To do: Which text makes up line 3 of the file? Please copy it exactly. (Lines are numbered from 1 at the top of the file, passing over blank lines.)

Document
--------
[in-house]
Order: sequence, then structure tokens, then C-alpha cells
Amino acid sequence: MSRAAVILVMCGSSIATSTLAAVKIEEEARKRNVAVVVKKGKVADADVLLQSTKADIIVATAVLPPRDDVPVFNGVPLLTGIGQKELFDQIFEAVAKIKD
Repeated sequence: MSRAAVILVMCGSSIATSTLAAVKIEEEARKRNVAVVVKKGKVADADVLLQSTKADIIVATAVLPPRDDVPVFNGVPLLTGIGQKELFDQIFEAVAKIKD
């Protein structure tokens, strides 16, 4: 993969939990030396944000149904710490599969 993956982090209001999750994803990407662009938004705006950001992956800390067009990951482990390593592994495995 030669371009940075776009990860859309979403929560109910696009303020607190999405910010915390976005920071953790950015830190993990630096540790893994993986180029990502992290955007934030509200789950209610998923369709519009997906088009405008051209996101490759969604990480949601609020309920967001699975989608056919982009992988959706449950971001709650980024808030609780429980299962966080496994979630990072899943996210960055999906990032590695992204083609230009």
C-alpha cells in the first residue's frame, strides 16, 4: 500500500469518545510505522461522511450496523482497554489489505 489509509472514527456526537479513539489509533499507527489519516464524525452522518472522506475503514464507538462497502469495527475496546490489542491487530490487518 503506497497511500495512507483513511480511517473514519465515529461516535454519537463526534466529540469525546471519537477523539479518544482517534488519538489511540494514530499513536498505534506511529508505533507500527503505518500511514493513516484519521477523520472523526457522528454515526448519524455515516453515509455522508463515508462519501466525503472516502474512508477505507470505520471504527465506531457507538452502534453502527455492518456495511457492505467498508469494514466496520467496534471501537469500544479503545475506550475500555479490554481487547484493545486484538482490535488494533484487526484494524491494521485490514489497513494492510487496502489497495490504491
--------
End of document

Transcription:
Amino acid sequence: MSRAAVILVMCGSSIATSTLAAVKIEEEARKRNVAVVVKKGKVADADVLLQSTKADIIVATAVLPPRDDVPVFNGVPLLTGIGQKELFDQIFEAVAKIKD